|....................... ......Fly Fishing Yellowstone National Park
Hiding From Trout - Part 2
Continued from yesterday...
The other thing about what trout see above the water has to do with the
distance the object is from them. To make this simple, due to refraction of light,
they don't see things that are low above the water. The higher the object, the
easier it is for them to see it.
For example, they could see an object ten feet above the water as far as twenty
feet away but they would not see an object one foot about the water that is ten
feet away. The lower you are, the closer you can get to trout without their seeing
you. If you stand on top of the highest rock in the stream and look around you,
chances are every trout within twenty or thirty feet of you will see you. Your
movements climbing up on the rock and back down will spook them for sure.
Stay low and slow, right the opposite of what you want to do if you are flying
Trout face normally face in an upstream direction. Their bodies and fins are
streamlined for them to remain in current expending as little energy as possible.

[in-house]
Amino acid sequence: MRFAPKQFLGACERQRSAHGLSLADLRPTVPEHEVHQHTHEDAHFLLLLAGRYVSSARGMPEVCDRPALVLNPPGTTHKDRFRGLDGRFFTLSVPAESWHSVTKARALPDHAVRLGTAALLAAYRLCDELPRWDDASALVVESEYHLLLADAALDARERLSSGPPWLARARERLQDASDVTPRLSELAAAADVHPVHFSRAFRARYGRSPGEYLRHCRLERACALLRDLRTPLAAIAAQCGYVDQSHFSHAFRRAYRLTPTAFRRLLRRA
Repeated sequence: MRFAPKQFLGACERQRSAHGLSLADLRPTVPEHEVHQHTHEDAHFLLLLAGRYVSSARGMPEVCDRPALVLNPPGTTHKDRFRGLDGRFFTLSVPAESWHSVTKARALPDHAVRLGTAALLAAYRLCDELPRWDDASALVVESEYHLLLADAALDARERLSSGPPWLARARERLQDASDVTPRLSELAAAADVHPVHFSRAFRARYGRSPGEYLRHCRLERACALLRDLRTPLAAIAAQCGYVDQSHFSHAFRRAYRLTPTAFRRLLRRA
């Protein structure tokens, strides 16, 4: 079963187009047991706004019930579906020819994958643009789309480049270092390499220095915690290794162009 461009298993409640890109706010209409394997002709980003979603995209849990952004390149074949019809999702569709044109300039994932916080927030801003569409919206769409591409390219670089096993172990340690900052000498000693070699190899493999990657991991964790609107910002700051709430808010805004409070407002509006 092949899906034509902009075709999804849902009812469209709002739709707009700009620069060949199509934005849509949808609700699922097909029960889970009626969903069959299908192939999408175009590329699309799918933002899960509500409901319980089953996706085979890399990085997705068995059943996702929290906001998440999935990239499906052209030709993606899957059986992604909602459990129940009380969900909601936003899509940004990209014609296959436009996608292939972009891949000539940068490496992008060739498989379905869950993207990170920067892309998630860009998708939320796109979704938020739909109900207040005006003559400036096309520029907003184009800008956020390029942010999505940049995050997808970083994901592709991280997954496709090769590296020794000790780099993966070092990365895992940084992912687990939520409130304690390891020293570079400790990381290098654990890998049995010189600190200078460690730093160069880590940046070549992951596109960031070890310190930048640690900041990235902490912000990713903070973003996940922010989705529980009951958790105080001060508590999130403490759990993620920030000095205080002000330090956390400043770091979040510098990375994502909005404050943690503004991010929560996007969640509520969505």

They would have a difficult time holding their position in current if they had their
tail pointed into the current.
Most all of their food comes to them in a downstream direction. Aquatic insects
in a current seam are drifting downstream. The trout face in an upstream
direction looking for them. The bottom line to this is that you can get closer to
trout if you are downstream of them. If you fish in an upstream direction, they will
not be able to see you as easily as they would if you were fishing in a
Trout don't see the same way us humans do. They have a much wider
peripheral vision. In other words they can see almost all the way around. Their
binocular vision is not near as good as ours. That is part of the reason why they
don't see things at a distance above the water clearly and in great detail or
resolution. Sounds simple so far. However, just because you are approaching
them from their back side doesn't mean you can slip up on them and tap them
on their shoulders.
Copyright 2009 James Marsh